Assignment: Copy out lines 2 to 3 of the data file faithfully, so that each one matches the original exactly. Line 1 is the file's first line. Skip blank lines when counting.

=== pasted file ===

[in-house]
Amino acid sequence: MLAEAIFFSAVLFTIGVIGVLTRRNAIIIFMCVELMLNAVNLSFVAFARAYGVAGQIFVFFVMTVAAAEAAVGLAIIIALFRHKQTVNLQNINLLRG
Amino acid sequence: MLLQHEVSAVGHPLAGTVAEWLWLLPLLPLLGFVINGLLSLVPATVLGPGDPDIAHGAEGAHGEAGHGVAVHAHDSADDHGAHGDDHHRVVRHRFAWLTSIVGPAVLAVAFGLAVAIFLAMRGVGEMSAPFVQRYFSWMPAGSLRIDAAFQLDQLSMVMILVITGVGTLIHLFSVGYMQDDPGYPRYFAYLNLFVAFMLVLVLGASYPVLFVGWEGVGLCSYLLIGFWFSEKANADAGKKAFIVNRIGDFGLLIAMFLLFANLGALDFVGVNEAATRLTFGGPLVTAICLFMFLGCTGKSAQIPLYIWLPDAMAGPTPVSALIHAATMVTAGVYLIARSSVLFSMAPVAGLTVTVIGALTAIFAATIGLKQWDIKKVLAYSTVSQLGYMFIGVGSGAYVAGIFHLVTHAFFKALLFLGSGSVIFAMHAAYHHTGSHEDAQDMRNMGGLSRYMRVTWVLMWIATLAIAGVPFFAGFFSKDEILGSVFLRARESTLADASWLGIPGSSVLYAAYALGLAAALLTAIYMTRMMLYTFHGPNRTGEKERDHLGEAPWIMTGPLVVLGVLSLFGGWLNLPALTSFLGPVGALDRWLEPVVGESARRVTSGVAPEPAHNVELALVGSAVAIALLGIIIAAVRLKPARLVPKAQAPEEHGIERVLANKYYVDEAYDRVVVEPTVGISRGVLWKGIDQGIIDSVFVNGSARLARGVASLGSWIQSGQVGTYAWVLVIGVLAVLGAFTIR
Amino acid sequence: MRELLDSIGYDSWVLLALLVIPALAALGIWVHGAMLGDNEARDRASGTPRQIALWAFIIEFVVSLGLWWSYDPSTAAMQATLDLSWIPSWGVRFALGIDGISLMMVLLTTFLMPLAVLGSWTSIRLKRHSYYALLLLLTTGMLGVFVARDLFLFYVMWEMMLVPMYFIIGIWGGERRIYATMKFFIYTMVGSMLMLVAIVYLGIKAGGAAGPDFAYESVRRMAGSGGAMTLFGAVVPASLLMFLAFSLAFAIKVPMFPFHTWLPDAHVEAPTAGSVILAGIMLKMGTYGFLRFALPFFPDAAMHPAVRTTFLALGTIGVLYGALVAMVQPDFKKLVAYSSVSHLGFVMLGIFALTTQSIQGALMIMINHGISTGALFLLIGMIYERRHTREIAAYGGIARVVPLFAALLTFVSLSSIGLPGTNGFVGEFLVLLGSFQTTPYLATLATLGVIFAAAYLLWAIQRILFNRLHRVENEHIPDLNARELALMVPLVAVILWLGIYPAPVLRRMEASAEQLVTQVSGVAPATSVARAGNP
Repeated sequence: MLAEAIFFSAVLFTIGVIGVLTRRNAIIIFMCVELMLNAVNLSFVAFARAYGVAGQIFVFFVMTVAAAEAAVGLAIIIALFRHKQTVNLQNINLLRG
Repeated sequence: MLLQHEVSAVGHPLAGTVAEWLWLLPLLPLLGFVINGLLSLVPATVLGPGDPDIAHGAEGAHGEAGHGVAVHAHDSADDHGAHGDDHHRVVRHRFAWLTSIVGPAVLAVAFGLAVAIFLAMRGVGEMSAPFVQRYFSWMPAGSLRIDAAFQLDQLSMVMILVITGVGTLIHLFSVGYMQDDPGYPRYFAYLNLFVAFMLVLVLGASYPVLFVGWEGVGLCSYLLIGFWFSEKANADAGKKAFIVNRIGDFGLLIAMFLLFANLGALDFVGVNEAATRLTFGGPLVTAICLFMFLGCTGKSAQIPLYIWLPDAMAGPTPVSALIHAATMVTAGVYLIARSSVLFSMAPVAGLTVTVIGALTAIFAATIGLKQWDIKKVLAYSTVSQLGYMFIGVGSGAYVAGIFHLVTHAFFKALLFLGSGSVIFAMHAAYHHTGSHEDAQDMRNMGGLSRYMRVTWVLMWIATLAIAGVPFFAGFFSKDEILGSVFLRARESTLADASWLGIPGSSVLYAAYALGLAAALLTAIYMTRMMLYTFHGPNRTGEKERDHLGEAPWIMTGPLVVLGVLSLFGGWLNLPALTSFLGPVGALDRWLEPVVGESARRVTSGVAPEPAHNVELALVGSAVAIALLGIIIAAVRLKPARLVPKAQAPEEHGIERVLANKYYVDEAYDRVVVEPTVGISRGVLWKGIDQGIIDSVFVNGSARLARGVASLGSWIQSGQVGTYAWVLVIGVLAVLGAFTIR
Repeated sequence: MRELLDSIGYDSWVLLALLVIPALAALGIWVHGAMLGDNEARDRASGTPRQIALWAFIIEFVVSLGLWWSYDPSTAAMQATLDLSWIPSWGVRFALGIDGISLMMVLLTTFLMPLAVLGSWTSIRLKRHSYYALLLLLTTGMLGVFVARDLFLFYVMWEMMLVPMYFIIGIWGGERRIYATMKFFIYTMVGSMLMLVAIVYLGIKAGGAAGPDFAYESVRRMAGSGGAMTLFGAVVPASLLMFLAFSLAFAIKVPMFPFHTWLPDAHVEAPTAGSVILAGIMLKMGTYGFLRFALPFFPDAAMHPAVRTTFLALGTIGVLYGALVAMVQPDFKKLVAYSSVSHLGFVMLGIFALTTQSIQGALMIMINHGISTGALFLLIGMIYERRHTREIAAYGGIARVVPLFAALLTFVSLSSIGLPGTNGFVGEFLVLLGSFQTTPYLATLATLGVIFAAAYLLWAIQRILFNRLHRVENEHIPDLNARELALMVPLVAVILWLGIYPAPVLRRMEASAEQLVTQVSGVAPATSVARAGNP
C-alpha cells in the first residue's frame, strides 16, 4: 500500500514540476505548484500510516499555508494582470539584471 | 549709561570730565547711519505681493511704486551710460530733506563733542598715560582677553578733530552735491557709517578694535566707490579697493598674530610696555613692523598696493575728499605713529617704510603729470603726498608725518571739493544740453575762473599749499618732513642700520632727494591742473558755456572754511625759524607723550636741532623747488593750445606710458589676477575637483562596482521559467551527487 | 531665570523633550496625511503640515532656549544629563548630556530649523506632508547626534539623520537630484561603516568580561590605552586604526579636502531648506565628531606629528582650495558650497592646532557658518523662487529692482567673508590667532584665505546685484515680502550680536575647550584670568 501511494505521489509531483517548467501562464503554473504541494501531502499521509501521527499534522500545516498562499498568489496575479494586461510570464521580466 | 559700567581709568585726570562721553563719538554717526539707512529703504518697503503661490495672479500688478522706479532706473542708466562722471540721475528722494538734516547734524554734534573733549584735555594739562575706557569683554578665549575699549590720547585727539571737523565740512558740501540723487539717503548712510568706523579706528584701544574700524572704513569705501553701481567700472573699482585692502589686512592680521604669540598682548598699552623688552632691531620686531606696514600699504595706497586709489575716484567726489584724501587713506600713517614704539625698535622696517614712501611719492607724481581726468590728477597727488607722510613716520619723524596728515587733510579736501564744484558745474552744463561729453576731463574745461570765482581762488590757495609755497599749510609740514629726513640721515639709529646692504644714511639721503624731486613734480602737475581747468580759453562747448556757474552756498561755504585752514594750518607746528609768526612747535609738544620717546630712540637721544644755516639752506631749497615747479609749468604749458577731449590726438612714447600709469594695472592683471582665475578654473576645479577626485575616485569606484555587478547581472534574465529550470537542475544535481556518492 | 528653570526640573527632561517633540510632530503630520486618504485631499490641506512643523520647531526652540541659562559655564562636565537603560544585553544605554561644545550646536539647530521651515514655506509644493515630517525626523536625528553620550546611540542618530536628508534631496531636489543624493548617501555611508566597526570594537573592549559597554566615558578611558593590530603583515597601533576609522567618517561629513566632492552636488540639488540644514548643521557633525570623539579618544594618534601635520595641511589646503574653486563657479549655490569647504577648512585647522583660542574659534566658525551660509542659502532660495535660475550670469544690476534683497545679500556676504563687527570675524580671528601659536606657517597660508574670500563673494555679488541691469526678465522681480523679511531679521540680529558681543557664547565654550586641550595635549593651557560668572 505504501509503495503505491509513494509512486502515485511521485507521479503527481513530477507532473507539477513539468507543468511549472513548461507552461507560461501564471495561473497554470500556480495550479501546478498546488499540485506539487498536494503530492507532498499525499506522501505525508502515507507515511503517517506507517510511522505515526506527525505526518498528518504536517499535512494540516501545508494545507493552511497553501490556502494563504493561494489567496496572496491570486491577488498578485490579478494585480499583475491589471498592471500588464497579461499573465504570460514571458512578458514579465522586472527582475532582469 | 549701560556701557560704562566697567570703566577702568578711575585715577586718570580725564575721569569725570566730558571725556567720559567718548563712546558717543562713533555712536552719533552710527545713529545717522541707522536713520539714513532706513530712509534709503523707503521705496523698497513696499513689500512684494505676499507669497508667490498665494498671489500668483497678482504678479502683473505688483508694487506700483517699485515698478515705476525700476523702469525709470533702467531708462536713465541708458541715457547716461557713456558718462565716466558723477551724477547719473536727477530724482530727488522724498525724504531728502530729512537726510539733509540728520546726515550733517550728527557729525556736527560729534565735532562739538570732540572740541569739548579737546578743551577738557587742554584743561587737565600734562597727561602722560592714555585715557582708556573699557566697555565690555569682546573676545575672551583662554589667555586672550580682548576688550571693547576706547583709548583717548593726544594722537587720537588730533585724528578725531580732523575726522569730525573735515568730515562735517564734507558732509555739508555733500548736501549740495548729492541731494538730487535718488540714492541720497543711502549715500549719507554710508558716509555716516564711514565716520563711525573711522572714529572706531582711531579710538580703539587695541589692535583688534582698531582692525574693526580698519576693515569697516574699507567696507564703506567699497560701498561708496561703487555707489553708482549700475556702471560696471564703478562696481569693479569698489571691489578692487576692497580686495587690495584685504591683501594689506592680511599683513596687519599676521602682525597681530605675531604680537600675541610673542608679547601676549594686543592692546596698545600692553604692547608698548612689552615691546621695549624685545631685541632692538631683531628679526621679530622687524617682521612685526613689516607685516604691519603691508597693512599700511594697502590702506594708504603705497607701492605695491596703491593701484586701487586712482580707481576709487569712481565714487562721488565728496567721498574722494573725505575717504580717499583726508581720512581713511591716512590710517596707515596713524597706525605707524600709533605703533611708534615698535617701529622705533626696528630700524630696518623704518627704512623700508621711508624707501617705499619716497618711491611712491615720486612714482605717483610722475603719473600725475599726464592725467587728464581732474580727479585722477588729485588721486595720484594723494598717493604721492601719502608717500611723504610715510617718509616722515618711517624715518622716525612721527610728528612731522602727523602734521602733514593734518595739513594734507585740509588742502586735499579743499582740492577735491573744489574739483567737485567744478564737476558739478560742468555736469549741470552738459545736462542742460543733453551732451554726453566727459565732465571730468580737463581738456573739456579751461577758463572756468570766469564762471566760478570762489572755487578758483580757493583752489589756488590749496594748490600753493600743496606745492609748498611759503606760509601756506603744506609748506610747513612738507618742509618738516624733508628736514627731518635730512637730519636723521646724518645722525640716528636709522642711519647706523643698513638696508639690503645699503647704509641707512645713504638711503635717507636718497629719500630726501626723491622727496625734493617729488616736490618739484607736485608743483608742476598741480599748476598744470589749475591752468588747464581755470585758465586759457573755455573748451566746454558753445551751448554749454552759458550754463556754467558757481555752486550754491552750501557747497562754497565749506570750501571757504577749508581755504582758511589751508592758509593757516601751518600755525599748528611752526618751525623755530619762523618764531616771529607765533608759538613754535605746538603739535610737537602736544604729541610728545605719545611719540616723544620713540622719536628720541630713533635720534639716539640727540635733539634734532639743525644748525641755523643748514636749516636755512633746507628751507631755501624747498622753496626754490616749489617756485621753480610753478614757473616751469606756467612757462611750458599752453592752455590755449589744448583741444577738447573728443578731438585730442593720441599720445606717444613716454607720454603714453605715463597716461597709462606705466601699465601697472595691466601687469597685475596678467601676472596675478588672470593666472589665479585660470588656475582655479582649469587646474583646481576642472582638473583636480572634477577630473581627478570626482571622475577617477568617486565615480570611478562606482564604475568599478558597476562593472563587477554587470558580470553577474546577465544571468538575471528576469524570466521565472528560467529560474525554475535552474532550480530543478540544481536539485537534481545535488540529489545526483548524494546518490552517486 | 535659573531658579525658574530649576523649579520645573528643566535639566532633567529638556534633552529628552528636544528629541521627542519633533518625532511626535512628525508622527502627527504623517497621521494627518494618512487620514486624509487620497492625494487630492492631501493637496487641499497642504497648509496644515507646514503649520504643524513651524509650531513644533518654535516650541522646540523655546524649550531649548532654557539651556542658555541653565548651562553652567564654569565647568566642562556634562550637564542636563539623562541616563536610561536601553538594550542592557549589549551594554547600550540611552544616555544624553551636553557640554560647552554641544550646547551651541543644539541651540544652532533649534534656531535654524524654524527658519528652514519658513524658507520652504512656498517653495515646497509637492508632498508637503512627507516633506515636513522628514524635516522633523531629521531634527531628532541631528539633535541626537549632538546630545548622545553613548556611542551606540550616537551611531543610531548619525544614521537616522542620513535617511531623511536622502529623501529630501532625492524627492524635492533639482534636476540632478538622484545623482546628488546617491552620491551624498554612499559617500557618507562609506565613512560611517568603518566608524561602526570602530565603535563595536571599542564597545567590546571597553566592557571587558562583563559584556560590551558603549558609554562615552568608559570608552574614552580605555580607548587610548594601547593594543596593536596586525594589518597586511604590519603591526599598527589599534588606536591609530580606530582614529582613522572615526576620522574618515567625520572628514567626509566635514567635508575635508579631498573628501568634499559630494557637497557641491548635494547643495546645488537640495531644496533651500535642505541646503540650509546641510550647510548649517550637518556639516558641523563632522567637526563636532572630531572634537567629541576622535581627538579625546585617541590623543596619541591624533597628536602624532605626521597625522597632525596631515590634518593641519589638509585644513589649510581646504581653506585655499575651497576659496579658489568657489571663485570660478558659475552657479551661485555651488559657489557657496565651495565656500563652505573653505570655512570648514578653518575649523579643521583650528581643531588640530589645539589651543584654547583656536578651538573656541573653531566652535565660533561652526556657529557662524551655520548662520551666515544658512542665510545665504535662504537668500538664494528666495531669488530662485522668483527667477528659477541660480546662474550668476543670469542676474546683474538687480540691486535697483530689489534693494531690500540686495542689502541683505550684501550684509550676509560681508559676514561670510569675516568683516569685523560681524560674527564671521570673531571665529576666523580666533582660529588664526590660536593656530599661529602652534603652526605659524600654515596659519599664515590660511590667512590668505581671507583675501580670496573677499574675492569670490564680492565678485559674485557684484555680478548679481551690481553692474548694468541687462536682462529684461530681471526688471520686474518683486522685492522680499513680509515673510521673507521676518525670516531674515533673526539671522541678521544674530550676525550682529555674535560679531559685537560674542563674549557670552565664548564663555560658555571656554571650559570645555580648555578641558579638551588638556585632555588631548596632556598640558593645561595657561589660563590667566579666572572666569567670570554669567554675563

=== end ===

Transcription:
Amino acid sequence: MLAEAIFFSAVLFTIGVIGVLTRRNAIIIFMCVELMLNAVNLSFVAFARAYGVAGQIFVFFVMTVAAAEAAVGLAIIIALFRHKQTVNLQNINLLRG
Amino acid sequence: MLLQHEVSAVGHPLAGTVAEWLWLLPLLPLLGFVINGLLSLVPATVLGPGDPDIAHGAEGAHGEAGHGVAVHAHDSADDHGAHGDDHHRVVRHRFAWLTSIVGPAVLAVAFGLAVAIFLAMRGVGEMSAPFVQRYFSWMPAGSLRIDAAFQLDQLSMVMILVITGVGTLIHLFSVGYMQDDPGYPRYFAYLNLFVAFMLVLVLGASYPVLFVGWEGVGLCSYLLIGFWFSEKANADAGKKAFIVNRIGDFGLLIAMFLLFANLGALDFVGVNEAATRLTFGGPLVTAICLFMFLGCTGKSAQIPLYIWLPDAMAGPTPVSALIHAATMVTAGVYLIARSSVLFSMAPVAGLTVTVIGALTAIFAATIGLKQWDIKKVLAYSTVSQLGYMFIGVGSGAYVAGIFHLVTHAFFKALLFLGSGSVIFAMHAAYHHTGSHEDAQDMRNMGGLSRYMRVTWVLMWIATLAIAGVPFFAGFFSKDEILGSVFLRARESTLADASWLGIPGSSVLYAAYALGLAAALLTAIYMTRMMLYTFHGPNRTGEKERDHLGEAPWIMTGPLVVLGVLSLFGGWLNLPALTSFLGPVGALDRWLEPVVGESARRVTSGVAPEPAHNVELALVGSAVAIALLGIIIAAVRLKPARLVPKAQAPEEHGIERVLANKYYVDEAYDRVVVEPTVGISRGVLWKGIDQGIIDSVFVNGSARLARGVASLGSWIQSGQVGTYAWVLVIGVLAVLGAFTIR